For the next two weeks, the local church will observe a special period of prayer, study, catechesis and public action called a Fortnight for Freedom to emphasize the Christian and American heritage of liberty. The period from June 21 through July 4 will include holy hours of prayer and reflection as well as discussions about religious liberty across the diocese.
Last week’s prayer service will be followed by a second event on Thursday at 7 p.m. Christians of all denominations are encouraged to participate.
According to the U.S. Conference of Catholic Bishops, “We should be thankful for two things: our faith as disciples of Christ and our religious freedom as Americans. We should not have to sacrifice one of those for the other.”
Deacon Gary Brinkworth said allegiances to the church and to the country should be complementary, not contradictory.
“The history of the United States is that they [church and country] have been in fact, both nurtured and developed so that they come together to form an effective and free society,” he said. “The concern of the bishops is that is not going to continue unless we are allowed to exercise our religious liberty.”
But some assert the two allegiances did become contradictory on Feb. 15 when the Obama administration published a final ruling mandating contraception and sterilization coverage in almost all private health plans nationwide, with an “extremely” narrow exemption for some religious employers. In a March 21 notice of proposed rulemaking, the administration left the mandate unchanged while proposing an accommodation under which the mandate might be applied in various ways to the employees of religious organizations that are not exempt.
The mandate forces coverage of sterilization and abortion-inducing drugs and devices as well as contraception. It also forces employers to sponsor and subsidize coverage of sterilization.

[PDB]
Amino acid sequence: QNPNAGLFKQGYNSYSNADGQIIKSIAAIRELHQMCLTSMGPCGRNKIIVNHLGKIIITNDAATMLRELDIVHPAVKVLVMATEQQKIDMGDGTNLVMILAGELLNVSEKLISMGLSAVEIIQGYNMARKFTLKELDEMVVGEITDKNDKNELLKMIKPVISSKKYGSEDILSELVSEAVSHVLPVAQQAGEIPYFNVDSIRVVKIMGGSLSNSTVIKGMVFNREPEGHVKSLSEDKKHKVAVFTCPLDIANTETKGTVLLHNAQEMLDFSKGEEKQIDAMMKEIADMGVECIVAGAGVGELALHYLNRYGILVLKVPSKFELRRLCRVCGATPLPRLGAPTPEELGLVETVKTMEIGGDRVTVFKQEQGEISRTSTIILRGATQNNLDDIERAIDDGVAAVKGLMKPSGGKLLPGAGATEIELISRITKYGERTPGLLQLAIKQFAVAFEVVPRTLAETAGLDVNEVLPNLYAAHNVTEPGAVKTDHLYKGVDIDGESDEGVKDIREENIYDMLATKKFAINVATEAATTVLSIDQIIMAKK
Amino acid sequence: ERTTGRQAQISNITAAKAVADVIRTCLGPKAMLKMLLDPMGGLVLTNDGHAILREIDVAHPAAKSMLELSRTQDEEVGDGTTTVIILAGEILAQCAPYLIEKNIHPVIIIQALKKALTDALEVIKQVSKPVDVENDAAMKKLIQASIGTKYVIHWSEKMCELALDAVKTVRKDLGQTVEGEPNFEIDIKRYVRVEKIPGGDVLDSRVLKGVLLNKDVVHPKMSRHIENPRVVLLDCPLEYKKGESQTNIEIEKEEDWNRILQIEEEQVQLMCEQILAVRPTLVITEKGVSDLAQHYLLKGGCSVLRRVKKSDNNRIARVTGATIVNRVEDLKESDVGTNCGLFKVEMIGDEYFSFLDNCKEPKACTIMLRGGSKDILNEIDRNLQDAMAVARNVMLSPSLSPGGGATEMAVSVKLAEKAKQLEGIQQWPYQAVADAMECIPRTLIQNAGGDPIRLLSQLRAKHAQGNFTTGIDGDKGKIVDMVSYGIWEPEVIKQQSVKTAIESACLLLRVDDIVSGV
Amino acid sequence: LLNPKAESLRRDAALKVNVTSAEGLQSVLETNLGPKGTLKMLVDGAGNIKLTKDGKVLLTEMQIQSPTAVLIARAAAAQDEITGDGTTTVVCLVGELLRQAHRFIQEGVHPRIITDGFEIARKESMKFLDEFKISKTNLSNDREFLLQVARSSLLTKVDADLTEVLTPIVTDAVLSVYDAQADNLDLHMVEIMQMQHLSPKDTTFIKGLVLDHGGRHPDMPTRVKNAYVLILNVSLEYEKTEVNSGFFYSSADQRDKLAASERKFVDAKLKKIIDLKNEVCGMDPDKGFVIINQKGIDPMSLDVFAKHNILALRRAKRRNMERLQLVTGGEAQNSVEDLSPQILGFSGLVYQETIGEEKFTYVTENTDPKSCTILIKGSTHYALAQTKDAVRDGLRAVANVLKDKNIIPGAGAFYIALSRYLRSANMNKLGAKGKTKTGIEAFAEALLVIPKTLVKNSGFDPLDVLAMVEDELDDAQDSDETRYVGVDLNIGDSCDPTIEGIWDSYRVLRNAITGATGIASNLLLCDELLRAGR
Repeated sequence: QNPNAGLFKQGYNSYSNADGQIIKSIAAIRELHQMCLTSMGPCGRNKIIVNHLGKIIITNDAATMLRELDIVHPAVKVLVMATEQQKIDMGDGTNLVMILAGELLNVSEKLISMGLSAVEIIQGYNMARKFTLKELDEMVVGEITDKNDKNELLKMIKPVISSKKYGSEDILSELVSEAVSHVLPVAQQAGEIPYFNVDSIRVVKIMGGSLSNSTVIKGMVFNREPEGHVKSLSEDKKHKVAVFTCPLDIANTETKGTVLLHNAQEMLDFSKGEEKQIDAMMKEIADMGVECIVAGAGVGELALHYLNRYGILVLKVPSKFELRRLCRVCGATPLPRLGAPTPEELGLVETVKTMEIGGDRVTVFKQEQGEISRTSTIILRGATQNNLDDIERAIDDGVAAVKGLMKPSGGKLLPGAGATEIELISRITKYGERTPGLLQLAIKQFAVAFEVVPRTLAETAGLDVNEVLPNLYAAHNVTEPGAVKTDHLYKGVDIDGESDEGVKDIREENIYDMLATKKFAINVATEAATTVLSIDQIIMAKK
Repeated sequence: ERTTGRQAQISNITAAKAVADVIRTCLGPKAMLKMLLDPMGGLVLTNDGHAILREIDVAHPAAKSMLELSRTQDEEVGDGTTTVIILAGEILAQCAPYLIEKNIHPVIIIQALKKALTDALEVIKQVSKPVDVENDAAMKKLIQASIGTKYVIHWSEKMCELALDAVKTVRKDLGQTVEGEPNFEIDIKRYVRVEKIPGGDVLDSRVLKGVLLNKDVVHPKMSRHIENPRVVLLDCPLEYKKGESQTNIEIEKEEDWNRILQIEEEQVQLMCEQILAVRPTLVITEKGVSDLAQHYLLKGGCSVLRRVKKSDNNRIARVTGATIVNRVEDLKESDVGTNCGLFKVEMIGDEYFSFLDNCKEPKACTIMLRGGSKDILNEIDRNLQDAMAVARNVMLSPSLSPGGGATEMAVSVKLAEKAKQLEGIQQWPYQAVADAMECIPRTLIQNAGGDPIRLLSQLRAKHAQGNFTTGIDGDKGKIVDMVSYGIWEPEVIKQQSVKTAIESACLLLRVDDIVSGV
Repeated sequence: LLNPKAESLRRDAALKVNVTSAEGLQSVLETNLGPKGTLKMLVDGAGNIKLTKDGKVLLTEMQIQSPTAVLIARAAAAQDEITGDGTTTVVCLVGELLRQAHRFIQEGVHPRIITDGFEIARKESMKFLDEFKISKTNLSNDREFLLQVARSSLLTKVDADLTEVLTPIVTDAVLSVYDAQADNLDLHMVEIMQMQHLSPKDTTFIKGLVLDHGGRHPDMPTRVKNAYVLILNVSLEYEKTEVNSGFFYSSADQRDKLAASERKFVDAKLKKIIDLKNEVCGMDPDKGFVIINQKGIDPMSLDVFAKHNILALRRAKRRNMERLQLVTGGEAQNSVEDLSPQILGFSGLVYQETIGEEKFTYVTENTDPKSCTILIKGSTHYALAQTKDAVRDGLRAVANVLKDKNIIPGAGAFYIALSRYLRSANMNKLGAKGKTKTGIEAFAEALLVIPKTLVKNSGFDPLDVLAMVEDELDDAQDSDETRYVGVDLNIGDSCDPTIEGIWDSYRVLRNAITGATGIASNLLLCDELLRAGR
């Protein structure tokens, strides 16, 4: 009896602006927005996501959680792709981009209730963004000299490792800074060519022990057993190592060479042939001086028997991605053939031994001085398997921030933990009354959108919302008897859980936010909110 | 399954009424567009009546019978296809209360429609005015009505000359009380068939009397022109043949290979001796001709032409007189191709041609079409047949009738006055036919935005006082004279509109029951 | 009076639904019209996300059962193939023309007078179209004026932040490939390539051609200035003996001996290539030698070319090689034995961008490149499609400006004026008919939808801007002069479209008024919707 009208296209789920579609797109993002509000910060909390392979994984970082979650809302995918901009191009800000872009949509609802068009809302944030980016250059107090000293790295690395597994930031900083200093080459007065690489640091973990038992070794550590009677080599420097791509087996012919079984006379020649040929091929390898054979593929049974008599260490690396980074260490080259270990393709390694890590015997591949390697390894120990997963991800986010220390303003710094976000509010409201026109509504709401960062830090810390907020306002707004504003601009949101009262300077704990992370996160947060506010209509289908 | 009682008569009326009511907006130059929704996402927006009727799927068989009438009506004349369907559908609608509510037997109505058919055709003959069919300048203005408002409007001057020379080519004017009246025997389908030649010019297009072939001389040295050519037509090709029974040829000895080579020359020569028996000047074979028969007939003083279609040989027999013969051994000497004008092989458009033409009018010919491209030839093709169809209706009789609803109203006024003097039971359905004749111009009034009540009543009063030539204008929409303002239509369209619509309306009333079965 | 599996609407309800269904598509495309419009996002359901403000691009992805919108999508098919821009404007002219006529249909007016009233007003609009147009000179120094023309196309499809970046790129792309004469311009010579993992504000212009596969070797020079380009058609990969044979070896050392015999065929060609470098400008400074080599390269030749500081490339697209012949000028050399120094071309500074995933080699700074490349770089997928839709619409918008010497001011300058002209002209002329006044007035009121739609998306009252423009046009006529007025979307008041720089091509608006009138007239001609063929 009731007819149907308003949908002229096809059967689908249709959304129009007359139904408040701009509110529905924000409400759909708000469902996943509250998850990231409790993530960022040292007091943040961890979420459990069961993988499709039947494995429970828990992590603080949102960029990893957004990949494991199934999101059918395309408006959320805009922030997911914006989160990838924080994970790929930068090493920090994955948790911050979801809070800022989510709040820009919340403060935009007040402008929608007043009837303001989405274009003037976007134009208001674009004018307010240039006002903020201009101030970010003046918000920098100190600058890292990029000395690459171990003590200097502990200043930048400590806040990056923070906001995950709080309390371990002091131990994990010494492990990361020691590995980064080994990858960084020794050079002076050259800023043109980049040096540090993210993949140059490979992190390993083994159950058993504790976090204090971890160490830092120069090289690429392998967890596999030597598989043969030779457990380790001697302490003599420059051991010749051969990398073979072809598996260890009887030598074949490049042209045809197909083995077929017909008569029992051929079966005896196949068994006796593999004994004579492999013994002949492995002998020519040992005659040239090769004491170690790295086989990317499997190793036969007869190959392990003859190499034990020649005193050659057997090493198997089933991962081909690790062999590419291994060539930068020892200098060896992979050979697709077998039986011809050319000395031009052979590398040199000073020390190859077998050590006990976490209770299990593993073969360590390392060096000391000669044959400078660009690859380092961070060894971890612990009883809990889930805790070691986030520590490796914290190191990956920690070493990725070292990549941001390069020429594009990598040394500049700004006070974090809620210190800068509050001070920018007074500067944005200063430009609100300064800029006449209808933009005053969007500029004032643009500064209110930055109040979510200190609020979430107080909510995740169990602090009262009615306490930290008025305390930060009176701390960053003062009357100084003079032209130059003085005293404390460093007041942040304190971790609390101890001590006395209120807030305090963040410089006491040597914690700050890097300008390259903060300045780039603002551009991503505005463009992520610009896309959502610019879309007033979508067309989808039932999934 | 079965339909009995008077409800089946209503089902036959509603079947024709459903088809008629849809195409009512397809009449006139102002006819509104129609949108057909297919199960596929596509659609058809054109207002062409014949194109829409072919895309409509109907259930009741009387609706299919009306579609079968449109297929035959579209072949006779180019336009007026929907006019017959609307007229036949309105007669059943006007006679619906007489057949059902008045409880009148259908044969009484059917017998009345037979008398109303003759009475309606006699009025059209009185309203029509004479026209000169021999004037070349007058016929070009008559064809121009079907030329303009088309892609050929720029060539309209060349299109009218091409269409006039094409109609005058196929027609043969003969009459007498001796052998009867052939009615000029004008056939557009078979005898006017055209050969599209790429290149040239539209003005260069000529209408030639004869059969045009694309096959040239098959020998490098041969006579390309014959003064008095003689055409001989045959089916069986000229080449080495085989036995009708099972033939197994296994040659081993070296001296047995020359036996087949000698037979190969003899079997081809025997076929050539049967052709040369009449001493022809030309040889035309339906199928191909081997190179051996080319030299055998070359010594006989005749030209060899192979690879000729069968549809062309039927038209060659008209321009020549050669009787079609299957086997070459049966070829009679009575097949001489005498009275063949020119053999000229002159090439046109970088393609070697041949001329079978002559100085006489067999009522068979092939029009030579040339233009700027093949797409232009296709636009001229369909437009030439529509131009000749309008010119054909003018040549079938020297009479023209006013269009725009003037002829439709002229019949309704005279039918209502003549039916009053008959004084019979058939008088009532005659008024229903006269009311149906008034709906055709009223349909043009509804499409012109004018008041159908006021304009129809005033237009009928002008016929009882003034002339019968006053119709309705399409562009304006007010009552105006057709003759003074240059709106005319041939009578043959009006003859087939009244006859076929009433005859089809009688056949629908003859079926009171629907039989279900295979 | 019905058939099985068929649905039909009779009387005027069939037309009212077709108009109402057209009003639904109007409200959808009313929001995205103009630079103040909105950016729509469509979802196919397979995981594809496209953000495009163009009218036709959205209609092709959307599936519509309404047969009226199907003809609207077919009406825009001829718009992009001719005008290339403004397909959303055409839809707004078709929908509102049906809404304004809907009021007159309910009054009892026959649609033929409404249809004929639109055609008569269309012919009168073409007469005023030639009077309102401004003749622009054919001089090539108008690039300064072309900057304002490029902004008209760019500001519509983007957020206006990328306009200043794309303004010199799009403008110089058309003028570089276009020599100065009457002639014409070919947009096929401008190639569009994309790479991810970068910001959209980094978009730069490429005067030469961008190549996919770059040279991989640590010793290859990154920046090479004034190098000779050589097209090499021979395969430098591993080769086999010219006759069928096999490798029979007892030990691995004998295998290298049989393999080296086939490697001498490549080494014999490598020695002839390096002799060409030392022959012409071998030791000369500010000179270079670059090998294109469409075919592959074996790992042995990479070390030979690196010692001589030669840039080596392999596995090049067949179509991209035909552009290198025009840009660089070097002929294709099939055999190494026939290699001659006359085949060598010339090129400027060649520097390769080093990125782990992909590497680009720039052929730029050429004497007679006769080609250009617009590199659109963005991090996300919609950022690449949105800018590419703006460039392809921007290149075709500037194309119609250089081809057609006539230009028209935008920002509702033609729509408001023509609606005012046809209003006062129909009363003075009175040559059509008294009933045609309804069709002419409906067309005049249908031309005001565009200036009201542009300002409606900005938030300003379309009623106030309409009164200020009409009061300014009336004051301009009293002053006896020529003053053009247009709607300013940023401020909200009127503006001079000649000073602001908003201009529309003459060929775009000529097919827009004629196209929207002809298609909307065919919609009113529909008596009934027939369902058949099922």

Catholic charities, schools, universities or hospitals — which the bishops say are vital to the work of the church — are not exempt. The administration does not view them as religious employers and deserving of conscience protection because they do not serve primarily persons who share the same religious beliefs.
The Southern Baptist Convention, leaders of the National Association of Evangelicals, the president of the Lutheran Church-Missouri Synod, Institutional Religious Freedom Alliance, Union of Orthodox Jewish Congregations of America, Evangelicals for Social Action and the Council for Christian Colleges and Universities have all spoken out against the mandate, according to the bishops.
The bishops stated women’s health claims behind the mandate are doubtful at best because pregnancy is not a disease, “but the normal way that each of us came into the world.”
Brinkworth said others have spoken to him about the tendency to reduce religious freedom to a mere freedom of worship without guarantees of respect for freedoms of conscience.
“I hear it around the coffee pot at work that this issue we are ‘stirring up’ in the United States is our misplaced concern about the fact that the federal government is going to come and interfere with our ability to celebrate Mass. They ask, ‘Why don’t we just leave things alone and quit making such a big fuss about something that is nothing?’” the deacon said.
That opinion, he said, is held by some Catholics as well as non-Catholics. But, the issue is not about whether Catholics can pray the rosary or do the things faith calls them to do inside the church building.